Wiltshire Police is believed to be the first UK force to give PCSOs the power to request a rod licence from people who are fishing.
The aim, the force says, is to protect fishing areas and the legitimate anglers who use them.
A number of Wiltshire PCSOs, alongside some police officers and Local Crime Investigators, are already trained as Wildlife Crime Officers, working closely with the Rural Crime Team to support rural communities and to disrupt criminal activity that targets these areas.
Chief Constable Kier Pritchard said: “Within Wiltshire, our Rural Crime Team is one of the only teams nationally to submit ‘disruption reports’ relating to Organised Crime Gangs, recognising that offences such as hare coursing and poaching are often entwined with their other criminal behaviours.
"I am immensely proud of the targeted work they are undertaking and the outcomes that they are achieving.”
“Legislation changes over the last few years have enabled chief constables to be more creative with the ‘policing powers’ that they can designate to their police staff working in roles such as a PCSO.
"This allows us to better respond to new or emerging threats to society. I am pleased that this power, which is normally only something that police officers can do, can now also be granted to PCSOs.
“Rather than just accompanying the water bailiffs on their patrols, this change in power will now allow our PCSOs to actively work alongside them to tackle illegal fishing activity. This further highlights our commitment to partnership working and to extend our disruption abilities to this additional area of the community.”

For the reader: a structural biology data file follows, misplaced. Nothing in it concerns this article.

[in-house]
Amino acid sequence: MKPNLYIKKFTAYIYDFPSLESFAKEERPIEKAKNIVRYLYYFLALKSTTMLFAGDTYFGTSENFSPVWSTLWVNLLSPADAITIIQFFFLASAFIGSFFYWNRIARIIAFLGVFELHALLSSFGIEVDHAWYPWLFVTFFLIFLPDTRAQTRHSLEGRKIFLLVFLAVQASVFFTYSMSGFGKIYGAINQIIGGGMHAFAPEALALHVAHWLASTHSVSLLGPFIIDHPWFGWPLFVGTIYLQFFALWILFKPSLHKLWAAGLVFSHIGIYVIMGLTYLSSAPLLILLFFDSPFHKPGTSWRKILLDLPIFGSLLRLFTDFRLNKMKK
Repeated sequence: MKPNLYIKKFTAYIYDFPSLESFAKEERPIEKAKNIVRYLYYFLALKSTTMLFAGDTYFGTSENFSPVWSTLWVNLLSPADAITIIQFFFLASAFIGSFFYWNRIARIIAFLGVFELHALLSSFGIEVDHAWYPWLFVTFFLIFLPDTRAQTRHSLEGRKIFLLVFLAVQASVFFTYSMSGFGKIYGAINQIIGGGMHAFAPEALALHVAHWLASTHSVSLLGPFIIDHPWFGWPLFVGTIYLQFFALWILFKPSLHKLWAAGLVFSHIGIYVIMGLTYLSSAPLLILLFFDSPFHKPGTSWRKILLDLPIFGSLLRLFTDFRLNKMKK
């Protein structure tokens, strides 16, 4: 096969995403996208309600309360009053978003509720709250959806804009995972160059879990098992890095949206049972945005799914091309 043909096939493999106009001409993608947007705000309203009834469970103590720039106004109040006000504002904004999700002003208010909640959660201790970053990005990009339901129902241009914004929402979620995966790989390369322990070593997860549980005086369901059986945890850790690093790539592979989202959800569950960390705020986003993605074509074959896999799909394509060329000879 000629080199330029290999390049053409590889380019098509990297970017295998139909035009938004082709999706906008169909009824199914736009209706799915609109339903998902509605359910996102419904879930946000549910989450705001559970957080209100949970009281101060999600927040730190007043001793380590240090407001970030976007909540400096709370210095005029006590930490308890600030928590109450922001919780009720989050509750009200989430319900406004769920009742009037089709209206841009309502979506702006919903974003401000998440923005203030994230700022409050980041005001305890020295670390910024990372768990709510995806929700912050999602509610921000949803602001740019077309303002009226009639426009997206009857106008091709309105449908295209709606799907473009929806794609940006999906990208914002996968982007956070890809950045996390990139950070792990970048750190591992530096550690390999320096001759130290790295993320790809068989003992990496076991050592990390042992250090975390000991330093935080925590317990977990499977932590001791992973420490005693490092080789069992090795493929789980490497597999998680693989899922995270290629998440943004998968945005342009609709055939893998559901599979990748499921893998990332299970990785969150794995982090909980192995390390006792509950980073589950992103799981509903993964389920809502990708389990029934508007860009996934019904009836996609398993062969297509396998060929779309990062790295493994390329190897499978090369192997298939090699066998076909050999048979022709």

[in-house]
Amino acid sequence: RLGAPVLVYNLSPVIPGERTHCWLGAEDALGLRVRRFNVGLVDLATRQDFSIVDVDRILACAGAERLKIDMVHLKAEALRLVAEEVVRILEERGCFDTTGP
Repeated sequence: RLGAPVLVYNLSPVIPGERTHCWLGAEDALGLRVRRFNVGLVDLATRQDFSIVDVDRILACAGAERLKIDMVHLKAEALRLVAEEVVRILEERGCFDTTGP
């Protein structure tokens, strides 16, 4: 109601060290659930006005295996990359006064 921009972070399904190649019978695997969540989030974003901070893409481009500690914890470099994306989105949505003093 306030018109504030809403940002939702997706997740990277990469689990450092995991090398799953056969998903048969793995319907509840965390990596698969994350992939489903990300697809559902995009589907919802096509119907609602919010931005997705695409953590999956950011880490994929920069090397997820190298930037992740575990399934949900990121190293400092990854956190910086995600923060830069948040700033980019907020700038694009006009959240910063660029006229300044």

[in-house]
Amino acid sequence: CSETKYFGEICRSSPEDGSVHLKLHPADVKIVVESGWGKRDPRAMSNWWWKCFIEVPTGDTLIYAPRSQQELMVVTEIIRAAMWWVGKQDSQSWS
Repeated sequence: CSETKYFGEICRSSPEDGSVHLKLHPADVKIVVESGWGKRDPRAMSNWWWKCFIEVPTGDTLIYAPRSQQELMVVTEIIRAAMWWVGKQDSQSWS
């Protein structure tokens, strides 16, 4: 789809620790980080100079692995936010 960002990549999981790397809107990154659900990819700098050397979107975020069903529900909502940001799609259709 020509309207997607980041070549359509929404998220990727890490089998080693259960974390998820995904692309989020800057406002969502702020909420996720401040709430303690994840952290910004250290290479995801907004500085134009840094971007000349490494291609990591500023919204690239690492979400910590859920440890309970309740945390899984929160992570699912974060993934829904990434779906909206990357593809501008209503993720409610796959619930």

Graeme Storey, Environment Agency Fisheries Manager said: “Partnership working with the Police and Angling Trust is essential in allowing our fisheries enforcement teams to increase their ability to combat illegal fishing.
"Empowering PCSOs to check rod licences is a welcome boost to the numbers of officers protecting stocks and safeguarding the sport. We are grateful to the Chief Constable for taking this initiative.”
The Angling Trust has welcomed the news as a positive step towards seeing increasingly effective fisheries enforcement. Nevin Hunter, the Regional Enforcement Support Manager for the Angling Trust for South-West England said: “Members of the Voluntary Bailiff Service have an excellent working relationship with the Wiltshire Police Officers and PCSOs.
“Working together on joint patrols and other initiatives has offered real reassurance to those who fish legally across the county.
"This extended power will build upon this and further reduce the incidence of anglers fishing illegally. We commend Wiltshire Police for this action that will positively impact on all who fish legally across the county and we would love to see this happening across England”.